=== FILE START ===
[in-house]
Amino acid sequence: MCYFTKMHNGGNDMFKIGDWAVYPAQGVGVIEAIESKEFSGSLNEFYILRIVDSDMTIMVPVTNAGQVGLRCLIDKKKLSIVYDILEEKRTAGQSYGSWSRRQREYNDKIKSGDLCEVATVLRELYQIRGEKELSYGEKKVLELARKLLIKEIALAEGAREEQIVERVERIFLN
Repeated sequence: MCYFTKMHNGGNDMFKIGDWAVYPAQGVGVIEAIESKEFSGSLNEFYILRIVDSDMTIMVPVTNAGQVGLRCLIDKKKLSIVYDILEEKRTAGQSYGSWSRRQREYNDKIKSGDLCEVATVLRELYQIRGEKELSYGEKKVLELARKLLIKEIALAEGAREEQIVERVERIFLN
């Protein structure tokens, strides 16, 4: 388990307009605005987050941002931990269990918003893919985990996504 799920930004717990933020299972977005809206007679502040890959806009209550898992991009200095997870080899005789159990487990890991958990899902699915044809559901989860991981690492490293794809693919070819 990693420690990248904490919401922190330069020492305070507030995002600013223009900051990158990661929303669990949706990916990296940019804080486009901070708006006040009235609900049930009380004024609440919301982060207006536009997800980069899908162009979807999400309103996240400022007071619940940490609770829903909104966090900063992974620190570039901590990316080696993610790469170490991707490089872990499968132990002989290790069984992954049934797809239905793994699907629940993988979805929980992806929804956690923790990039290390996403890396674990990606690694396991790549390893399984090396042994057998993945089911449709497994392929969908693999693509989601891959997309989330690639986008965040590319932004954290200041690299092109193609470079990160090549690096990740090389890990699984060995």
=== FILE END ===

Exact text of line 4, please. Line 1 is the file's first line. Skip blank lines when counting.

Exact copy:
């Protein structure tokens, strides 16, 4: 388990307009605005987050941002931990269990918003893919985990996504 799920930004717990933020299972977005809206007679502040890959806009209550898992991009200095997870080899005789159990487990890991958990899902699915044809559901989860991981690492490293794809693919070819 990693420690990248904490919401922190330069020492305070507030995002600013223009900051990158990661929303669990949706990916990296940019804080486009901070708006006040009235609900049930009380004024609440919301982060207006536009997800980069899908162009979807999400309103996240400022007071619940940490609770829903909104966090900063992974620190570039901590990316080696993610790469170490991707490089872990499968132990002989290790069984992954049934797809239905793994699907629940993988979805929980992806929804956690923790990039290390996403890396674990990606690694396991790549390893399984090396042994057998993945089911449709497994392929969908693999693509989601891959997309989330690639986008965040590319932004954290200041690299092109193609470079990160090549690096990740090389890990699984060995």